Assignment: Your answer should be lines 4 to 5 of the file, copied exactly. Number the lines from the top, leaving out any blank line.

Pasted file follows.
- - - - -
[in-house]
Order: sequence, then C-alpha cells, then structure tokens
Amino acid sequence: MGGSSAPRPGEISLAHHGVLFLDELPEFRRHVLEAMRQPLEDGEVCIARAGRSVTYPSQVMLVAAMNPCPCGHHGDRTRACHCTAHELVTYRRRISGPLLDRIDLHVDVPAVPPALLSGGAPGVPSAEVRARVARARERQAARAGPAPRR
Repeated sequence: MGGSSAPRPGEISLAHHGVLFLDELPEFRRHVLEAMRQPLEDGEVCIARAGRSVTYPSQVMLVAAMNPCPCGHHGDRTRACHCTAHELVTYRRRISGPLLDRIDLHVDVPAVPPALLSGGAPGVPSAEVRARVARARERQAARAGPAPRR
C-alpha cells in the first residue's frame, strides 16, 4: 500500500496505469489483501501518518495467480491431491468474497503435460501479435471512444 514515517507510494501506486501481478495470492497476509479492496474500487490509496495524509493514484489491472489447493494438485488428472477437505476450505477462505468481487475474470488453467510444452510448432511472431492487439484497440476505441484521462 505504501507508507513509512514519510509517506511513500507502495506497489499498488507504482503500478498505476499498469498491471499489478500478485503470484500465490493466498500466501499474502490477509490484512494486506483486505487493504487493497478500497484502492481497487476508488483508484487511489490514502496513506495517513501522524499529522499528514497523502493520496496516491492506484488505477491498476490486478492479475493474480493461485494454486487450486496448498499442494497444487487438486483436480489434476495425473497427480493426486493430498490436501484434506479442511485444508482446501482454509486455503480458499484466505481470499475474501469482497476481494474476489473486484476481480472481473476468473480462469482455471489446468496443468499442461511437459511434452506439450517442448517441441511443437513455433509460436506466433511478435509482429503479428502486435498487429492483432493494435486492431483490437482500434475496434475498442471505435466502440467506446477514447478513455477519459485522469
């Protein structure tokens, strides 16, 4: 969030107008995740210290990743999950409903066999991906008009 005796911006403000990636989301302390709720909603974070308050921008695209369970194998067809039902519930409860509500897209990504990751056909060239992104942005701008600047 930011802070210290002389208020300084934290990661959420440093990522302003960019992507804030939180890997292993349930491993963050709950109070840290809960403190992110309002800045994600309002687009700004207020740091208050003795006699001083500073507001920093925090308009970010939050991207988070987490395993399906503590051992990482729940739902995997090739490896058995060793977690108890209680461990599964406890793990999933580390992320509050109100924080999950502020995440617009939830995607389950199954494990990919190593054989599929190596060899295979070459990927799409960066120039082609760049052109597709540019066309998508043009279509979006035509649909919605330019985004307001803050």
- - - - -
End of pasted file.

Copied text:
Repeated sequence: MGGSSAPRPGEISLAHHGVLFLDELPEFRRHVLEAMRQPLEDGEVCIARAGRSVTYPSQVMLVAAMNPCPCGHHGDRTRACHCTAHELVTYRRRISGPLLDRIDLHVDVPAVPPALLSGGAPGVPSAEVRARVARARERQAARAGPAPRR
C-alpha cells in the first residue's frame, strides 16, 4: 500500500496505469489483501501518518495467480491431491468474497503435460501479435471512444 514515517507510494501506486501481478495470492497476509479492496474500487490509496495524509493514484489491472489447493494438485488428472477437505476450505477462505468481487475474470488453467510444452510448432511472431492487439484497440476505441484521462 505504501507508507513509512514519510509517506511513500507502495506497489499498488507504482503500478498505476499498469498491471499489478500478485503470484500465490493466498500466501499474502490477509490484512494486506483486505487493504487493497478500497484502492481497487476508488483508484487511489490514502496513506495517513501522524499529522499528514497523502493520496496516491492506484488505477491498476490486478492479475493474480493461485494454486487450486496448498499442494497444487487438486483436480489434476495425473497427480493426486493430498490436501484434506479442511485444508482446501482454509486455503480458499484466505481470499475474501469482497476481494474476489473486484476481480472481473476468473480462469482455471489446468496443468499442461511437459511434452506439450517442448517441441511443437513455433509460436506466433511478435509482429503479428502486435498487429492483432493494435486492431483490437482500434475496434475498442471505435466502440467506446477514447478513455477519459485522469